In the summer of 2012, my father passed me a well-worn copy of New York magazine with a provocative cover story by Michael Wolff titled “A Life Worth Ending”. In the story, Wolff chronicles his mother’s steady decline through dementia. I still remember the quote on the cover: “Mom, I Love You. I Also Wish You Were Dead. And I Expect You Do, Too.”
My father and uncle—like many Americans—related to the author’s sentiment, and his dilemma: Modern science allows us to keep our loved ones “alive” far longer than ever before, even while diseases like Alzheimer’s can reduce them to empty vessels, imprisoned in their own flesh. What about the quality of their lives and the quality of the lives of those left to care for them?
When I saw my grandmother in her later years, she often seemed politely embarrassed by her Alzheimer’s, touching her cheek, smiling, shaking her head and apologizing when she couldn’t remember my name or my sister’s. I only saw her become very agitated a few times, closer to the end. She passed––peacefully, thankfully––in Florida at the beginning of last year.
I thought about her recently as I watched the documentary Alive Inside. It is the story of Dan Cohen, founder of the nonprofit organization Music & Memory, and his quest to bring iPods into nursing homes nationwide as a form of personalized care for patients.
I remembered my grandma belting out golden-age jazz standards at the drop of a hat, and how once, while I was driving her home from dinner with the radio on, she tapped her finger along to the song, then looked me in the eye and said somewhat seriously “that’s what’s called ‘laying down a beat’”. Watching the movie, retroactive regret formed within me: I wish I had bought my grandmother an iPod.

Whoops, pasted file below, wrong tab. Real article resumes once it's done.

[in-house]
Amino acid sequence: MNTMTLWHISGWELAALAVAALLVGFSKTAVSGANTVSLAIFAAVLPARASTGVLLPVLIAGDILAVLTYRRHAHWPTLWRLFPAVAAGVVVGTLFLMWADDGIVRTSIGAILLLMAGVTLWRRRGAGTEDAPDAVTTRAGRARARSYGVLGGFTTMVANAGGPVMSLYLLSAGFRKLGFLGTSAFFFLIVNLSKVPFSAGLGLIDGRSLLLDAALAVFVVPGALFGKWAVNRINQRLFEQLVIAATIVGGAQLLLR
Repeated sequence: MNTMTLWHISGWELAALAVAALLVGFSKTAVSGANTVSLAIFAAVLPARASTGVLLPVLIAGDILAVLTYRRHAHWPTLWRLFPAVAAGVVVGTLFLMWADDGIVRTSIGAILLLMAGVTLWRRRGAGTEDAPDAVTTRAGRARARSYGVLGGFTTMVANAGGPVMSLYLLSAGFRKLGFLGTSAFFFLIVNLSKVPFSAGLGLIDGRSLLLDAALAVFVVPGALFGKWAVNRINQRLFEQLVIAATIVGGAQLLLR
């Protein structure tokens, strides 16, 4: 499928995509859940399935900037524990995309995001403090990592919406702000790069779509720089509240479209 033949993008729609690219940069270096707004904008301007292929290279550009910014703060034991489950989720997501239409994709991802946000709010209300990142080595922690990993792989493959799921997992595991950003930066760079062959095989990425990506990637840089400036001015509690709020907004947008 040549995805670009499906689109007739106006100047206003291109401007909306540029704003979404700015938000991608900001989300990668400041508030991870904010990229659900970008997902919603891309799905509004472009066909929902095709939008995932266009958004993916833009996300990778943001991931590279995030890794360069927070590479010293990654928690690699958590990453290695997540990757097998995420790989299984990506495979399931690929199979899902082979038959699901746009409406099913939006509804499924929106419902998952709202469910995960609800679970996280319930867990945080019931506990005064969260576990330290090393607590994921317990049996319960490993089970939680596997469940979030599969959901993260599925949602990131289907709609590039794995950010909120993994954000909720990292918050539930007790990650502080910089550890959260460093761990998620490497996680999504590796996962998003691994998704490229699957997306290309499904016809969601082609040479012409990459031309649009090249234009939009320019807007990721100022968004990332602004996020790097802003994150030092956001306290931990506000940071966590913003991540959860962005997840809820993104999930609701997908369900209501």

Music & Memory
Dan Cohen has the accent of a New Yorker and the delivery to match: fast, bottom line-oriented, though not unfriendly. I get the sense he’s more pragmatic than overtly sentimental about the work he does.
“In 2006 I heard a journalist say iPods were ubiquitous,” Cohen tells me over the phone. “So I Googled ‘iPods and nursing homes’ and there are 16,000 nursing homes and nobody using iPods. From what I’ve seen of nursing homes in my life, it just doesn’t seem right. If I ever want to listen to my 60s music in a nursing home, will I be able to?”
Cohen is a social worker, but when he first brought personalized iPods into a Long Island nursing home that year, it was as a volunteer, in order to earn trust in his methods. Initially, he set up three residents with iPods full of their favorite music and watched as their suffering from a variety of ailments––depression, diabetes––receded while they listened. He eventually began working with residents suffering from dementia, where he saw the kind of dramatic results on display in the Alive Inside documentary: confused, agitated, and nearly immobile nursing home residents suddenly singing, dancing, smiling and crying to their favorite music.
“I would go to different nursing homes and say ‘Give me your most disruptive resident’. One of them was cursing at nurses all the time, knocking food and drinks out of their hands. He didn’t have any family, but we knew he was a veteran, so we made him a playlist of some patriotic music, and he immediately snapped to attention and started humming to the music, and that was it for his disruptive behavior.”
Dan volunteered for eighteen months before receiving additional funding from the Shelley and Donald Rubin Foundation to build his Music and Memory program. Donald Rubin had seen firsthand the effect music had on his own mother and her mood before she passed from Alzheimer’s. These funds enabled Dan to roll his program out to two hundred nursing home residents in four different New York nursing homes, and to demonstrate that the impact of this was repeatable.